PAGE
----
Wales has passed yet another grim milestone. The latest figures from Public Health Wales show more than 5,000 people have now died with Covid.
That's equivalent to one person every 90 minutes since March 2020.
To put that into context, according to statistics from the World Health Organisation, more people have died with the virus here than in China.
Wales, with a population of three million people, with a relatively low population density, has more deaths than the country where the outbreak started - and whose population is more than 1.3bn.
There are cities in China that have more people living in them than Wales.
When this was put to the health minister, he challenged the robustness of the data from China, saying a comparison could not be made. However, there are other countries that have arguably handled coronavirus much better than Wales.
Taiwan, for example, an island with a population of 23 million people - and one of China's nearest neighbours - has recorded just nine deaths from coronavirus.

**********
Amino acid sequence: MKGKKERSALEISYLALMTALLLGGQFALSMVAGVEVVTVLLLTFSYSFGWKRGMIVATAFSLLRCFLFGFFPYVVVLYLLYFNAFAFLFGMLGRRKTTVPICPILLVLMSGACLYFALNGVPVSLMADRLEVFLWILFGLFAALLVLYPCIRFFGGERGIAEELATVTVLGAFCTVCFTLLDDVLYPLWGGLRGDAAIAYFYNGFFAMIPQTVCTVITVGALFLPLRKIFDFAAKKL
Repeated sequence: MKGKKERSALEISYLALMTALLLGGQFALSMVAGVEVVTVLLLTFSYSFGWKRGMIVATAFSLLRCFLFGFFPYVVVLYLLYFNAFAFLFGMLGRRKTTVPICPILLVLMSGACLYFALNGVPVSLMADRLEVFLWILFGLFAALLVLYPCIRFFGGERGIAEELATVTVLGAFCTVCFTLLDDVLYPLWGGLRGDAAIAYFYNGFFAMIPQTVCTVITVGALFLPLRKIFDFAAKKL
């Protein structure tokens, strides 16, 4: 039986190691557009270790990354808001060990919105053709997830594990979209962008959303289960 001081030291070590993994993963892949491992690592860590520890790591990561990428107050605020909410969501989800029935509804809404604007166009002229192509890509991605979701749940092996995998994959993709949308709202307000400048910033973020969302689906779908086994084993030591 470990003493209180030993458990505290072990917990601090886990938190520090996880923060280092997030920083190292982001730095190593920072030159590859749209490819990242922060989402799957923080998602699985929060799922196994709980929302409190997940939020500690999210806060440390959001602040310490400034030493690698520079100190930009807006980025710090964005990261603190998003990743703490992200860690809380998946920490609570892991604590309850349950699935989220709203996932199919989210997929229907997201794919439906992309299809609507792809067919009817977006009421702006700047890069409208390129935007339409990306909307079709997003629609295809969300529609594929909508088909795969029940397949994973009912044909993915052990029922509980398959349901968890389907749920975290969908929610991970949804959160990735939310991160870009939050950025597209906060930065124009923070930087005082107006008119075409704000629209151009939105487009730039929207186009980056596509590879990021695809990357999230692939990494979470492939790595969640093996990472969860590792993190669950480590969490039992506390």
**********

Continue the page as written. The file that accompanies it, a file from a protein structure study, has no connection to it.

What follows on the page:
New Zealand has had just over 2,000 cases in total - compared to Wales's 196,000.
It was just over a year ago that the Welsh Government, watching the situation in China unfold, issued a statement saying of COVID-19: "The risk to the UK is currently assessed as low and to date there have been no imported cases of the novel coronavirus to Wales or the wider UK."
As Italy and other parts of Europe then became the focus of surging Covid numbers, and as Wales reported two cases, the Chief Medical Officer for Wales issued a statement in which he said,
"I’d like to take this opportunity to assure the public that Wales and the whole of the UK is well prepared for these types of incidents."
So did Welsh Government do everything it could to keep the number of deaths here as low as possible?
The Health Minister says yes.
When asked, he said, "I do think we have done everything that we could have done at the time," but added that it didn't mean there aren't things, looking back, they might have done differently.
Wales' Covid rates are falling. Pressure on hospitals is falling.
This is all good news, but as Wales emerges bruised from another wave of Covid-19, many will be looking to other countries around the world and asking whether it needed to be like this.